Whole of the MoonA Novel$19.95Author: Brian RogersFormat: Paper
Published Date: 2017
The Whole of the Moon consists of six crisscrossing narratives set along the old Route 66, from the Inland Empire to the terminus just off Sunset Boulevard. The stories span the years from the late 1950s to the present, and the characters are bound by a fact unknown to them: they have each checked out the same public library copy of The Great Gatsby.
An actor sits poolside waiting to hear whether he has been cast in a television pilot. Two kids ditch school in 1964 and go for a hike in the woods that turns dangerous. A woman named Dot remembers her husband who spent years working on a musical adaptation of The Great Gatsby. A young woman Felicity deals with the consequences of an unexpected pregnancy. Mike, a former high school star, attends an open tryout for the California Angels baseball team. And a boarding school teacher tells the story of his cousin, a social climber who has disappeared in the wake of a murder. These are the characters that populate The Whole of the Moon. Brian Rogers’ novel is about determination and failure and life in Southern California away from the red carpet.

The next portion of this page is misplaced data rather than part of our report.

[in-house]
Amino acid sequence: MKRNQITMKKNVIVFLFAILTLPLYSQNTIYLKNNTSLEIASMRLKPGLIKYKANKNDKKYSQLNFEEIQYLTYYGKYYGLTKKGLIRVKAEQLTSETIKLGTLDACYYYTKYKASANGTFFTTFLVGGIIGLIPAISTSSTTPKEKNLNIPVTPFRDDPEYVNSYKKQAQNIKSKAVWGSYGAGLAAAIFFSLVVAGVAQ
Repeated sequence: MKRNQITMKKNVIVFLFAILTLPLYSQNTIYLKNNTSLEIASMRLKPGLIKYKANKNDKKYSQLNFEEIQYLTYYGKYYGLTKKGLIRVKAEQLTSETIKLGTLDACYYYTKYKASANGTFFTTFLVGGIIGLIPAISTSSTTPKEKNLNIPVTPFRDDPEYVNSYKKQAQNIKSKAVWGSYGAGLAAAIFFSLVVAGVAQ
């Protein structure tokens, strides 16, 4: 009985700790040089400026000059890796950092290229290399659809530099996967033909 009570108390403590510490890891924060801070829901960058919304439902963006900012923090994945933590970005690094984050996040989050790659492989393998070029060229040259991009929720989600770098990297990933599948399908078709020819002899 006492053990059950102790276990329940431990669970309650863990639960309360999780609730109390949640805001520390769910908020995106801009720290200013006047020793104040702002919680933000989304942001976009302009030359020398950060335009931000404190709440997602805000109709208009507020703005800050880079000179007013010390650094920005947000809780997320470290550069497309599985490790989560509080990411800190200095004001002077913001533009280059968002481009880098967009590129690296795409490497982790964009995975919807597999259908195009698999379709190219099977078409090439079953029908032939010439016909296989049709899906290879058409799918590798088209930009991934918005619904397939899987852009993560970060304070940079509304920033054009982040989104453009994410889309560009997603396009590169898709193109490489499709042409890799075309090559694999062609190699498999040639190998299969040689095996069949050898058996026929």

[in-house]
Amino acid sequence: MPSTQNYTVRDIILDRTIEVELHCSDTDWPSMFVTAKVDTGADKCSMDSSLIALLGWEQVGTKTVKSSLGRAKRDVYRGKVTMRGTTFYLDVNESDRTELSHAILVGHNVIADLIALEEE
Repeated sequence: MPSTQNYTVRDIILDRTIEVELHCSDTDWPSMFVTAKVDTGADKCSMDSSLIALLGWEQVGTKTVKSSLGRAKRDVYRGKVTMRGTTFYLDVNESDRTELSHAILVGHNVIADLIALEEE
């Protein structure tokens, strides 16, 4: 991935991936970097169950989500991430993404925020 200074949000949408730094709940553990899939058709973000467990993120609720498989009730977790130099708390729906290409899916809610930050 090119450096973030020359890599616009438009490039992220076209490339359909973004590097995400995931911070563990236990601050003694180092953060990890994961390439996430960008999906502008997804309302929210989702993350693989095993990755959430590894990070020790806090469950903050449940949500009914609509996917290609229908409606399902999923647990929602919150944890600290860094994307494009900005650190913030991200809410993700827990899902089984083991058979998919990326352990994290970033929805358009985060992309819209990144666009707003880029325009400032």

Brian Rogers is an award-winning playwright and one-time stand-up comedian. His stories have appeared in Story Magazine, Convergence, The Exeter Bulletin, The Other Side, and The City: San Francisco’s Magazine. He lives in Orange County and teaches in Claremont, California.
"A single copy of The Great Gatsby begets another novel…Over some 50 years it will be checked out and read by the main characters in this first novel…Infused with subtle, evocative details, each story beautifully, quietly beats on against time's current." —Kirkus Reviews
“As a fracturing of The Great Gatsby, with its themes of careless wealth, vanity, self-delusion and self-destruction, the novel examines Los Angeles in fragments of stories that feature a wide range of characters to create a composite portrait of a place that's riven with doubt, ambition, hope: deeply American qualities that lead here, as in real life, to disappointment and loss. I kept thinking about this book and its desperate characters long after I had finished it.” —Charlotte Bacon, author of The Twisted Thread
"Throughout the novel, another connection becomes clear in these seemingly disparate tales: Each of the main characters has checked out the same library copy of The Great Gatsby. Arguably a—if not the—Great American Novel, The Great Gatsby’s universal themes appear in each of these character’s lives. Debut author Brian Rogers splinters and weaves together the book’s themes of vanity and self-delusion in these captivating tales." —BookPage